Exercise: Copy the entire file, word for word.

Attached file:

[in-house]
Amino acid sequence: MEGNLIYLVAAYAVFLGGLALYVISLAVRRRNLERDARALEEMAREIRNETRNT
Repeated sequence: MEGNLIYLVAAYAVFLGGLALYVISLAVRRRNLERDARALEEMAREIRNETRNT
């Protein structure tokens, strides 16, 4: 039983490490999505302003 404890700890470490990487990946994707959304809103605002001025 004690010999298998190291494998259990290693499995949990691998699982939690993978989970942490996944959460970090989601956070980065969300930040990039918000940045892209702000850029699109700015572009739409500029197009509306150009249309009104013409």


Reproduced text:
[in-house]
Amino acid sequence: MEGNLIYLVAAYAVFLGGLALYVISLAVRRRNLERDARALEEMAREIRNETRNT
Repeated sequence: MEGNLIYLVAAYAVFLGGLALYVISLAVRRRNLERDARALEEMAREIRNETRNT
């Protein structure tokens, strides 16, 4: 039983490490999505302003 404890700890470490990487990946994707959304809103605002001025 004690010999298998190291494998259990290693499995949990691998699982939690993978989970942490996944959460970090989601956070980065969300930040990039918000940045892209702000850029699109700015572009739409500029197009509306150009249309009104013409």